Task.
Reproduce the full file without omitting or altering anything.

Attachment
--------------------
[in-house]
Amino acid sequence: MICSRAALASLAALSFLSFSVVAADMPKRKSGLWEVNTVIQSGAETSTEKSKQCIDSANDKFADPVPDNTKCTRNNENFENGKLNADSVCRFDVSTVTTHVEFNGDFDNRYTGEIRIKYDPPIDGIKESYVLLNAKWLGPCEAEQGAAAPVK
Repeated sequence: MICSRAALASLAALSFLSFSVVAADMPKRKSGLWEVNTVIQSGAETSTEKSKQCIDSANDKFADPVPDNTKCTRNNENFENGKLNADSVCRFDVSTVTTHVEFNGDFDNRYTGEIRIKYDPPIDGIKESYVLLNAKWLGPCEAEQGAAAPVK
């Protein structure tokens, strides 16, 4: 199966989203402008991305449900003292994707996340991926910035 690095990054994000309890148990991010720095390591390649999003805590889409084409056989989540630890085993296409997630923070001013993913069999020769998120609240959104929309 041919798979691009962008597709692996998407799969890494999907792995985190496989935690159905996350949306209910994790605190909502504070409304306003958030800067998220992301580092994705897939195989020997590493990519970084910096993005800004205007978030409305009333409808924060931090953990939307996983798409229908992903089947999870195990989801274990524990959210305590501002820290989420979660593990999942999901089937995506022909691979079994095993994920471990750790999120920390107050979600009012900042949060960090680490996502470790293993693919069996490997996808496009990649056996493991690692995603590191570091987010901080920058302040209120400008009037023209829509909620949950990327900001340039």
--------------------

[in-house]
Amino acid sequence: MICSRAALASLAALSFLSFSVVAADMPKRKSGLWEVNTVIQSGAETSTEKSKQCIDSANDKFADPVPDNTKCTRNNENFENGKLNADSVCRFDVSTVTTHVEFNGDFDNRYTGEIRIKYDPPIDGIKESYVLLNAKWLGPCEAEQGAAAPVK
Repeated sequence: MICSRAALASLAALSFLSFSVVAADMPKRKSGLWEVNTVIQSGAETSTEKSKQCIDSANDKFADPVPDNTKCTRNNENFENGKLNADSVCRFDVSTVTTHVEFNGDFDNRYTGEIRIKYDPPIDGIKESYVLLNAKWLGPCEAEQGAAAPVK
């Protein structure tokens, strides 16, 4: 199966989203402008991305449900003292994707996340991926910035 690095990054994000309890148990991010720095390591390649999003805590889409084409056989989540630890085993296409997630923070001013993913069999020769998120609240959104929309 041919798979691009962008597709692996998407799969890494999907792995985190496989935690159905996350949306209910994790605190909502504070409304306003958030800067998220992301580092994705897939195989020997590493990519970084910096993005800004205007978030409305009333409808924060931090953990939307996983798409229908992903089947999870195990989801274990524990959210305590501002820290989420979660593990999942999901089937995506022909691979079994095993994920471990750790999120920390107050979600009012900042949060960090680490996502470790293993693919069996490997996808496009990649056996493991690692995603590191570091987010901080920058302040209120400008009037023209829509909620949950990327900001340039």